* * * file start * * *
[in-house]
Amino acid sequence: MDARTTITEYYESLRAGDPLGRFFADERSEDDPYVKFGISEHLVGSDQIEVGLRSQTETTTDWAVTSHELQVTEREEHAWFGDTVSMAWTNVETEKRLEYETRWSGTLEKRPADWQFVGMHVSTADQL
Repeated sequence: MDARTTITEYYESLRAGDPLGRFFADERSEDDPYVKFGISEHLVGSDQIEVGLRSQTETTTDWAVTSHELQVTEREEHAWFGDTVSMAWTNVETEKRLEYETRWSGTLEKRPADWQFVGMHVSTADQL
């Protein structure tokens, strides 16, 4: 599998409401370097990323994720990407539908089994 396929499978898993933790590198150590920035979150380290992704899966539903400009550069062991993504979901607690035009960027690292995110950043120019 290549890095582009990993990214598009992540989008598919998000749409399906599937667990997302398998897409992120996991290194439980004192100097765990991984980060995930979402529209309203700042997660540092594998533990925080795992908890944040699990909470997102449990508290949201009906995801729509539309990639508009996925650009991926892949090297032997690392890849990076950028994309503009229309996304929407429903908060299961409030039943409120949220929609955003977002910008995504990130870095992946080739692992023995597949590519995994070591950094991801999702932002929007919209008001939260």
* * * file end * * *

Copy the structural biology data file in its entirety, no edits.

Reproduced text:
[in-house]
Amino acid sequence: MDARTTITEYYESLRAGDPLGRFFADERSEDDPYVKFGISEHLVGSDQIEVGLRSQTETTTDWAVTSHELQVTEREEHAWFGDTVSMAWTNVETEKRLEYETRWSGTLEKRPADWQFVGMHVSTADQL
Repeated sequence: MDARTTITEYYESLRAGDPLGRFFADERSEDDPYVKFGISEHLVGSDQIEVGLRSQTETTTDWAVTSHELQVTEREEHAWFGDTVSMAWTNVETEKRLEYETRWSGTLEKRPADWQFVGMHVSTADQL
């Protein structure tokens, strides 16, 4: 599998409401370097990323994720990407539908089994 396929499978898993933790590198150590920035979150380290992704899966539903400009550069062991993504979901607690035009960027690292995110950043120019 290549890095582009990993990214598009992540989008598919998000749409399906599937667990997302398998897409992120996991290194439980004192100097765990991984980060995930979402529209309203700042997660540092594998533990925080795992908890944040699990909470997102449990508290949201009906995801729509539309990639508009996925650009991926892949090297032997690392890849990076950028994309503009229309996304929407429903908060299961409030039943409120949220929609955003977002910008995504990130870095992946080739692992023995597949590519995994070591950094991801999702932002929007919209008001939260």